Microgrid News Highlights — November 21, 2016
Last week, state Bond Commission approved the funding for an expansion of Connecticut’s microgrid program.
Joel Gordes, a West Hartford-based energy consultant, said the state needs to sustain its microgrid program in order to assure the security of its residents and businesses. “The denial of service attacks you saw with some websites are something to which the energy community is not immune. Any way that you can decentralize the grid will help.”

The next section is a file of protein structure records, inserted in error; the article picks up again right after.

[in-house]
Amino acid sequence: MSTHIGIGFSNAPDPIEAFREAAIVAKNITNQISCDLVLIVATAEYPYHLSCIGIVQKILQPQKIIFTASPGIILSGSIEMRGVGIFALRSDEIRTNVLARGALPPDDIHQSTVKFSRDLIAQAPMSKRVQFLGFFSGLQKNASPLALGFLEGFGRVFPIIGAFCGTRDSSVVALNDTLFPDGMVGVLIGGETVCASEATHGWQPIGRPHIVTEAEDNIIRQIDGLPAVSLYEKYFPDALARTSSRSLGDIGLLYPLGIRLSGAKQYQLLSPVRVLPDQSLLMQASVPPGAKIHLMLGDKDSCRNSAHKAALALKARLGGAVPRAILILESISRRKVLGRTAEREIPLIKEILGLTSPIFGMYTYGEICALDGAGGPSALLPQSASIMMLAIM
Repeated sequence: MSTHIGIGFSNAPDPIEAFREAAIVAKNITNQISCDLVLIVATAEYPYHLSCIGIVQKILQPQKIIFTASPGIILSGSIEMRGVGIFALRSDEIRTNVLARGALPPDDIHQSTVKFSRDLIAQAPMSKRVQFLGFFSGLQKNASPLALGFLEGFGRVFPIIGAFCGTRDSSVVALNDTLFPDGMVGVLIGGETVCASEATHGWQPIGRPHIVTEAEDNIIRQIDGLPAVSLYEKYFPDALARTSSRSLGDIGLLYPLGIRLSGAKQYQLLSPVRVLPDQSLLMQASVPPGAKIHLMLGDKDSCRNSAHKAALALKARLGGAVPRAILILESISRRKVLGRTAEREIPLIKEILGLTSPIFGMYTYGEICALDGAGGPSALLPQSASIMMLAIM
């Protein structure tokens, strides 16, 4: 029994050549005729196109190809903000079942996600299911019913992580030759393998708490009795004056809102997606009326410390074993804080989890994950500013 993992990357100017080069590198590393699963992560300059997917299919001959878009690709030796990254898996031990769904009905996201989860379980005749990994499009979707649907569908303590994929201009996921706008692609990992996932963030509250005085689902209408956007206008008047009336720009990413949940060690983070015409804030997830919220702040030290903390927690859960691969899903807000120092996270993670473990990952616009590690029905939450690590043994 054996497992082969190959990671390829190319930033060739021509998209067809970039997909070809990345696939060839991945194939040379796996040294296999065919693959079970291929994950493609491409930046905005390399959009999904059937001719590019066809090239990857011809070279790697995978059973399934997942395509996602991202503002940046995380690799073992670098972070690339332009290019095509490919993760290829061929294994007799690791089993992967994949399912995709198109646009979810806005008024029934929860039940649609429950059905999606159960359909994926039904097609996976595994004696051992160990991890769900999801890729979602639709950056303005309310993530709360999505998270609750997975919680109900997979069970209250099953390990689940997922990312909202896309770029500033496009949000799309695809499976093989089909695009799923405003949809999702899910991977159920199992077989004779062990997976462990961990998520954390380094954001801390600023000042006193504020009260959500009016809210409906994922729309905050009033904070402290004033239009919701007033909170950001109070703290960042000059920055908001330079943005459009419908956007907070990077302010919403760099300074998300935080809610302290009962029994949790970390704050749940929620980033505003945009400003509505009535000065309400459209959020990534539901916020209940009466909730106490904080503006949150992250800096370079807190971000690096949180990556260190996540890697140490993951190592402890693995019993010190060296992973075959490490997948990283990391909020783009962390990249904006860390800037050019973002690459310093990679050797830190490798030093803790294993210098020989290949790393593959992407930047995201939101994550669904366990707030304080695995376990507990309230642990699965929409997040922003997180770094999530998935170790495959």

UGE International Ltd. has announced that it has executed a contract for pre-implementation services to build a series of renewable energy powered microgrids in New York City. UGE will deploy the solar-powered microgrid systems at 17 small businesses across the city, concentrated in Brooklyn, Queens, and Staten Island.
As microgrids become increasingly popular, Duke Energy, the Indiana Office of Utility Consumer Counselor (OUCC), and the Battery Innovation Center (BIC) are exploring ways to protect this new power delivery technology against ever-increasing cyber security threats. Duke Energy is contributing $500,000 to the BIC to purchase cyber lab infrastructure comprising hardware assets, security protocols, and other associated control security infrastructure.
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